California's political reformers, who want campaigns that are actually competitive and who envision the leaven of moderation at work in governance, sized up the state's primaries on Tuesday and pronounced that the reforms (drum roll, please) are beginning to pay off.
A greater number of races for Congress were truly competitive, and more candidates in state Senate and Assembly contests embraced positions that sought out middle ground, said James Mayer, president and CEO of California Forward, a coalition of five foundations that have worked for several years to re-envision government in the Golden State.
Of course, November will offer a better laboratory for assessing the effects of the state's two groundbreaking reforms. One handed to a citizens commission the task of drawing up new legislative districts; the other established an "open" primary system in which the top two vote-getters advance to the general election, regardless of party affiliation. Turnout on Tuesday was paltry and not representative of California voters as a whole, analysts note.
“The primary electorate is different than the general election electorate and so, a true test ... rolls around in November, not June,” says David McCuan, a political scientist at Sonoma State University. “The electorate this June was whiter, older, more affluent, and much more likely to be suburban and rural than urban. We see almost the complete opposite in November.”
The aforementioned reforms, approved by Californians in 2010 as citizen-initiated ballot measures, are intended to address the political gridlock that had vexed the state for years, resulting finally in routine budgetary impasse, furloughed state workers, and a national reputation for dysfunction.
“The combination of citizens' redistricting and top-two primary is creating significant change,” says Mr. Mayer.
In Tuesday's primaries, 13 of the state's 53 congressional districts were truly competitive. “Five years ago," he says, "that number might have been one.” Even in some districts where one party holds a clear advantage, the partisan gap has narrowed, he says. “With a top-two primary, more candidates were reaching for the solid middle rather than the ideological edges.”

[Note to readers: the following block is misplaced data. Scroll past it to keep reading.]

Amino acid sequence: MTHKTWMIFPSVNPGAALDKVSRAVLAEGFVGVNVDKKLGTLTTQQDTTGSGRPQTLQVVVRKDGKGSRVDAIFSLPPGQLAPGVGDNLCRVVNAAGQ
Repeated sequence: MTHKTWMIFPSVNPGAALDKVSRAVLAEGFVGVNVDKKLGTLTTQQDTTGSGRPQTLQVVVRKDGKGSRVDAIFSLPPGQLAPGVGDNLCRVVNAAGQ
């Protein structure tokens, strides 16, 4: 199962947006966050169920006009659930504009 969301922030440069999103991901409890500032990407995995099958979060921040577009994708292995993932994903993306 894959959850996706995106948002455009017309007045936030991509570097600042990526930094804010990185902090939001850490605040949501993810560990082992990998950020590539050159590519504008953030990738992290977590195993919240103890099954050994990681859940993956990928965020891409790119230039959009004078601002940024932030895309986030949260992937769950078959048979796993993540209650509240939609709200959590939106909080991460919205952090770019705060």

Moreover, the Citizens Redistricting Commission that redrew legislative districts after the 2010 census produced some US House seats that are less "safe" for incumbents than before – and that has accelerated retirements and brought in some fresh faces, reformers suggest. Compare: The June 2004 primary featured just one open House seat in California stemming from a retirement. For the 2012 primary – the first under the newly drawn districts – five US representatives from California had retired, some of whose districts had been significantly redrawn.
How much the state's political reforms have contributed to greater functionality in government is not clear. Certainly, California is not the only place to have been stymied by political gridlock. Some have suggested that a dearth of competitive House races in the United States results in hardened political positions and a disinclination to seek compromise. In just 30 of 435 House seats do the front-runners or incumbents stand less than a 90 percent chance of winning in this year's midterms, according to a Washington Post Election Lab analysis.
The new rules are affecting races in state government, as well, says Mayer. He perceives that more candidates running for state Senate and Assembly were seeking out a middle political ground.
“One clear result of these reforms … is candidates, including incumbents, have an incentive to speak to all voters and seek common ground,” says Mayer. “While parties and special-interest money are still controlling, the voice of voters – even with a low turnout – was a little louder yesterday in California.”
All of this has lessons for other states, analysts say.
“This means that states with the [ballot] initiative process will move redistricting changes and other political reform ideas at a faster pace than those stuck without the process,” says Mr. McCuan. “The process of direct democracy becomes a parallel legislature where what you can’t get through the state capitol or past a governor, you can go around and directly to the people. That is an important lesson for other states as they grapple with political gridlock.”